One question based on a quick glance: the neume on "God" on p. 11 seems unusual; I think of diamonds being used generally when they descend from the virga.

    Did you do this in Gregorio/LaTeX? A few of the diamond notes appear odd on my computer screen, although I've noticed that that's sometimes the case with Gregorio, whereas they look fine when printed.

    fr Innocent, op
  • Just scrolled through the whole thing. Wonderful typography and layout.

    One suggestion would be to think about the rules for when titles/labels are printed at the bottom of the page. For instance, the placement of

    CANTICLE 1 Peter 2: 21-24

    at the bottom of p. 30 is a little odd, although I recognize the difficulty of spacing in these cases. Maybe one solution would be to change the parameters for section titles (assuming you're using LaTeX) and then use a consistent mode of referring to psalm texts; in that case, you could put a reference to the first and second psalm separately to space things out more.
  • smvanroodesmvanroode
    Posts: 899
    This is certainly a laudable project! At least it encouraged me to press forward with a similar project in Dutch.

    I particularly like the way the gregorian melodies have been adapted to the English, with the melody supporting the text's natural accentuation. I followed more or less the same principles in my Dutch adaptation of the Graduale Simplex (Klein Graduale).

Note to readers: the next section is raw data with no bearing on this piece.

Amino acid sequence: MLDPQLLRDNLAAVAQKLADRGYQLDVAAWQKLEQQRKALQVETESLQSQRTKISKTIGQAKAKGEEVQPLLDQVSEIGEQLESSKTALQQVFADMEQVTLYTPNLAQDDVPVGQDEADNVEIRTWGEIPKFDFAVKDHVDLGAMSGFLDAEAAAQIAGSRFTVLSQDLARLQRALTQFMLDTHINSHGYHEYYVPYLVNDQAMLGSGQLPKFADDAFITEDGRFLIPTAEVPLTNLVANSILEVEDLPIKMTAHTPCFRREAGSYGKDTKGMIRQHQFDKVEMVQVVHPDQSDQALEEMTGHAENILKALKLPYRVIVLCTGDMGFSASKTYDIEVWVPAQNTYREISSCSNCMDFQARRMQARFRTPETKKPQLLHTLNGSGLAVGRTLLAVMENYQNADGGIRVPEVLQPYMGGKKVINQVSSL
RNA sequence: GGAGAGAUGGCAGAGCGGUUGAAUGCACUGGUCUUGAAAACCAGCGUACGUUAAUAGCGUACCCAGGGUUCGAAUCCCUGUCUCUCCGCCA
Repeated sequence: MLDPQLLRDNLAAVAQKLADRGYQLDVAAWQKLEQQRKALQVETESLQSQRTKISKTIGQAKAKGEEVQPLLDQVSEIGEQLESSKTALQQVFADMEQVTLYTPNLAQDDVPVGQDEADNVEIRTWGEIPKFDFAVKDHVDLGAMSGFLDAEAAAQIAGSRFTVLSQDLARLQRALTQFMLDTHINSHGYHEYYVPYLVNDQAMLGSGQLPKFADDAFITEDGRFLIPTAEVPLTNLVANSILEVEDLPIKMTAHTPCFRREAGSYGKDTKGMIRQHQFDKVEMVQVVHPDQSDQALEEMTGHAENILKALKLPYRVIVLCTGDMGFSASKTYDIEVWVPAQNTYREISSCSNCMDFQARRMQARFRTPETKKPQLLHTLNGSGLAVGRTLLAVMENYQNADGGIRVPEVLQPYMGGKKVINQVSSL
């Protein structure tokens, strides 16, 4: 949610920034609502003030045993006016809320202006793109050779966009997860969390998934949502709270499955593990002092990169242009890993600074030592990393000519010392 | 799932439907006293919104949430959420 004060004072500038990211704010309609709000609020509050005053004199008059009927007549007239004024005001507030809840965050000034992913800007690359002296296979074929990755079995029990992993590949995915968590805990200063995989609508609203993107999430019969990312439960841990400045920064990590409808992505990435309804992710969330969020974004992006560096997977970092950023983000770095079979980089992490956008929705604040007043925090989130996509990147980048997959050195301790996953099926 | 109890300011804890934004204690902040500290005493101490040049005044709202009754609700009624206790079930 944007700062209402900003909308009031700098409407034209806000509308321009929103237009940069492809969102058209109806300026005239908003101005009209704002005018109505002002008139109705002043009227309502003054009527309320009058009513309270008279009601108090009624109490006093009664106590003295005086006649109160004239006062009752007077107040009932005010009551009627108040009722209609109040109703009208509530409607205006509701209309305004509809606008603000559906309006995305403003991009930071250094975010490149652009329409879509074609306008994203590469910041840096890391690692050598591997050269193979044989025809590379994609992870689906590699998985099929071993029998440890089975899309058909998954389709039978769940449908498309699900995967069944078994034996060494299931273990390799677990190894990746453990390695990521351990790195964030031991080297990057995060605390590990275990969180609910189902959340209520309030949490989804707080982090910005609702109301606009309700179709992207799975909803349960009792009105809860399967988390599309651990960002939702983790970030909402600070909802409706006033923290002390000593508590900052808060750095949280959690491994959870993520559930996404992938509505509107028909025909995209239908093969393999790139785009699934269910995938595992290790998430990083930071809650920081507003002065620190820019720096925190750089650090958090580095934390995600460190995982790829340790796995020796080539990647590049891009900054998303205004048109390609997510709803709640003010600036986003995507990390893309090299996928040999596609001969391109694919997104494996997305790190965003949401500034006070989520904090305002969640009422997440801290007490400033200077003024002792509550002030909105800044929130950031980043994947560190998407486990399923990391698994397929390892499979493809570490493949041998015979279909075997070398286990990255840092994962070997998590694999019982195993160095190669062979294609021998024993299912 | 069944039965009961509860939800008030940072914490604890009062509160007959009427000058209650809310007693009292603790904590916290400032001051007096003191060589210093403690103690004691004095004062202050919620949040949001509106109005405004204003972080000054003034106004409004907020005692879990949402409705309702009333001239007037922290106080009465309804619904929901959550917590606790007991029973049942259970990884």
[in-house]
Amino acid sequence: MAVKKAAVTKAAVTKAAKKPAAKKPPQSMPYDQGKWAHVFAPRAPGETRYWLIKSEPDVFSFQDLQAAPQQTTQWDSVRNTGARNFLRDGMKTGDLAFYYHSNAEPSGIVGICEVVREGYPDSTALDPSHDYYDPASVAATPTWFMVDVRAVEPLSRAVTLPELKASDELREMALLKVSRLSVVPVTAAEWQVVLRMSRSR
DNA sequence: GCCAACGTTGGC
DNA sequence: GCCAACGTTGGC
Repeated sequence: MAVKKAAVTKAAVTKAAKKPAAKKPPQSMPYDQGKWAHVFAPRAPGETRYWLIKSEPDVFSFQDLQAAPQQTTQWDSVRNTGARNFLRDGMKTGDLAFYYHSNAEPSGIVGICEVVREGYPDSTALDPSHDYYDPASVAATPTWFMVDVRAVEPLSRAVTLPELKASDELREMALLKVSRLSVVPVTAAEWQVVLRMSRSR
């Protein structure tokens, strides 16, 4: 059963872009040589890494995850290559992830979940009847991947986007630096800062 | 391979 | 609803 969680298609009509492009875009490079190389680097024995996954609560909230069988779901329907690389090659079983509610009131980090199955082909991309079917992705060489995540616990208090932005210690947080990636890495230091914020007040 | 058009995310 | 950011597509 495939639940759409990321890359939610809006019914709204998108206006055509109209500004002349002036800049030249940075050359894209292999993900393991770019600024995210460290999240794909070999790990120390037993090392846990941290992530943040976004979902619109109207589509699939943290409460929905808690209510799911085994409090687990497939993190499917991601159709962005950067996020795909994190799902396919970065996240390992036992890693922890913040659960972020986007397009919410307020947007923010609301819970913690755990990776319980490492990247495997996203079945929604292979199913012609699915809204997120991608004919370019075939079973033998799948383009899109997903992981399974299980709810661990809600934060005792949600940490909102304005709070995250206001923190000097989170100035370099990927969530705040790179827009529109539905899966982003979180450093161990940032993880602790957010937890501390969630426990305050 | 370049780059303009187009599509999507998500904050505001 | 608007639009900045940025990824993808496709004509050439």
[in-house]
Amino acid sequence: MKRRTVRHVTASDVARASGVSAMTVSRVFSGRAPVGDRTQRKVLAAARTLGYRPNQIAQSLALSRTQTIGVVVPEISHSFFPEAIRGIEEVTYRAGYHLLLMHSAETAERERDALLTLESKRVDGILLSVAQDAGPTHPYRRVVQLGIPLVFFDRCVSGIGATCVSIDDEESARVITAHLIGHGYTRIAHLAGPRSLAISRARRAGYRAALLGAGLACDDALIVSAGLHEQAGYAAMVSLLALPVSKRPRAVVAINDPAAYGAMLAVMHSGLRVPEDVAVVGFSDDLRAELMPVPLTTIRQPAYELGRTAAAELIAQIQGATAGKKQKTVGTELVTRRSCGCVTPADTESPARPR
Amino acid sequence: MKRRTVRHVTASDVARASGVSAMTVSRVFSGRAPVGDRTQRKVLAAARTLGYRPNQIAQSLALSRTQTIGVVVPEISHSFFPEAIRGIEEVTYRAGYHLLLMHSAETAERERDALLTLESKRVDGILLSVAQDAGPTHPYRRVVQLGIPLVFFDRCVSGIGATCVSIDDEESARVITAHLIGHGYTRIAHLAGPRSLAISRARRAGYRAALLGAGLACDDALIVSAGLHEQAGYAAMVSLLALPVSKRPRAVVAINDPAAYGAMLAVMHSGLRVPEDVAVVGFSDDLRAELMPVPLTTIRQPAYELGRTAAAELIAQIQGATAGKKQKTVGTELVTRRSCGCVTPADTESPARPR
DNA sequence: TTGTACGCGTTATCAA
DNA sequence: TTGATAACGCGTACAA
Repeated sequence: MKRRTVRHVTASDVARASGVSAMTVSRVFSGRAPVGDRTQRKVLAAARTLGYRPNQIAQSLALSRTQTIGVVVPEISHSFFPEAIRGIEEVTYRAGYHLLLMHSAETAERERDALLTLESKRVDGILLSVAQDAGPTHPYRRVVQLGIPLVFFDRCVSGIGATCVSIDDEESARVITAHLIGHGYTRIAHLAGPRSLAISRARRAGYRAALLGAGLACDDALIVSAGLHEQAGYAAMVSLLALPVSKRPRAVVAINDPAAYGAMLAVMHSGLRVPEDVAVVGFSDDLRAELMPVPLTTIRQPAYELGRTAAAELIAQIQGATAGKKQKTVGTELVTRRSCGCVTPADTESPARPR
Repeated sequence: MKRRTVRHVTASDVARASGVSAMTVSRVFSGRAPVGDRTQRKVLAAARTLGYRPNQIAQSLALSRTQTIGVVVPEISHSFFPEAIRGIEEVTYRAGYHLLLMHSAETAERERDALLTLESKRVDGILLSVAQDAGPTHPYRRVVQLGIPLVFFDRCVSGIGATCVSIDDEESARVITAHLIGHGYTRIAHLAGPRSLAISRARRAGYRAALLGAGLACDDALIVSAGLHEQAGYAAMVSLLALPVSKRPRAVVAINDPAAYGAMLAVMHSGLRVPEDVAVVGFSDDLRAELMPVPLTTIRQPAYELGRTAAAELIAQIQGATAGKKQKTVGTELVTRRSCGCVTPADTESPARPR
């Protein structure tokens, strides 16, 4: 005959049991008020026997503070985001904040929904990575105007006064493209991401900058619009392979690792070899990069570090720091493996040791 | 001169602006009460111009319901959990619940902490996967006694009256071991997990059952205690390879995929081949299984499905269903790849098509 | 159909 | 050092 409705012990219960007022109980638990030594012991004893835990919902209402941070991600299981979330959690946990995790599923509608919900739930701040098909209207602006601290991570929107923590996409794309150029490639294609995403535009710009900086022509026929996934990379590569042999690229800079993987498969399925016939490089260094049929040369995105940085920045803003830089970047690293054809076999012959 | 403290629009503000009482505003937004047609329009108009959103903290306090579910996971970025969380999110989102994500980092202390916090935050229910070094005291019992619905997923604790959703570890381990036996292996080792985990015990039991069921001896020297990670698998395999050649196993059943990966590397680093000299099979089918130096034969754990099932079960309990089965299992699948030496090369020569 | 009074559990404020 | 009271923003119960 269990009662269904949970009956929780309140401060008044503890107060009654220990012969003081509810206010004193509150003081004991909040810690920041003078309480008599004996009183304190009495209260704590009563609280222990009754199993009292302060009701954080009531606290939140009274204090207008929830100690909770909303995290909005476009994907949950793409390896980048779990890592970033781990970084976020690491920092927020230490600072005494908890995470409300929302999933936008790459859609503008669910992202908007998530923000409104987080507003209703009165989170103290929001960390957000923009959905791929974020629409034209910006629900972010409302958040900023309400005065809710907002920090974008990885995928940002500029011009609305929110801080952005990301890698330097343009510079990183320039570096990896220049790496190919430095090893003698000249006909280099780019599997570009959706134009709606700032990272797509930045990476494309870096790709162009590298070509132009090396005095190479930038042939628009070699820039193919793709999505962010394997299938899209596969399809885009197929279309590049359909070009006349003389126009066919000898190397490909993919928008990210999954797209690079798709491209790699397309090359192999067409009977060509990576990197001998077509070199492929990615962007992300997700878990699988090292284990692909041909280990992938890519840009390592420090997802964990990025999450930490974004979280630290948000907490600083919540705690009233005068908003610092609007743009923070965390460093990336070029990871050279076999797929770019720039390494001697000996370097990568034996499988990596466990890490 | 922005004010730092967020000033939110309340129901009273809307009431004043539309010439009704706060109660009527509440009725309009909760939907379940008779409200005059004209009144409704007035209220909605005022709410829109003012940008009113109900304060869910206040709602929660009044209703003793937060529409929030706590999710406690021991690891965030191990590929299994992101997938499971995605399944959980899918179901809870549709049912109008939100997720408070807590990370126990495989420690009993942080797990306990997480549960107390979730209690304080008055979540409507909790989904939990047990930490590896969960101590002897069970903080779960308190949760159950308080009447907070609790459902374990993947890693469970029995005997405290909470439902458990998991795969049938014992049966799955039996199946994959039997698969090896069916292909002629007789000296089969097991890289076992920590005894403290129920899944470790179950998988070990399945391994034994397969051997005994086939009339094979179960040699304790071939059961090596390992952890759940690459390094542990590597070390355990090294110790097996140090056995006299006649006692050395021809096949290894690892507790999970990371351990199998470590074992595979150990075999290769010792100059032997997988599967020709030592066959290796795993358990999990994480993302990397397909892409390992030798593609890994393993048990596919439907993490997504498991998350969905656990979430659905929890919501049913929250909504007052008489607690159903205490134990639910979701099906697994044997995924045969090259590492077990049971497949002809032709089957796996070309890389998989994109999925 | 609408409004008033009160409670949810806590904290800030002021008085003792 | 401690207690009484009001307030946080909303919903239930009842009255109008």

As far as I can see, no use of Gregorio is made, but of a gregorian font instead. With regard to layout and typesetting, there are some minor issues, but overall it looks very nice and dignified!

    Did I spot correctly that you use different fonts for the main text (Garamond) and italic (Palatino)?
  • awilliamsawilliams
    Posts: 100
    The main text is Garamond and the italic is Palatino. I did this because I find the Garamond italics to be far too slanted for easy reading. They don't always flow best together, but the change in font also makes the shift noticeable. The asterisks and crosses are also taken from different fonts.

    The book is formated from the Caecila font, not Gregorio. This allows me freedom to have far more control of the formatting than I would if I plugged it into Gregorio and let it churn out a book.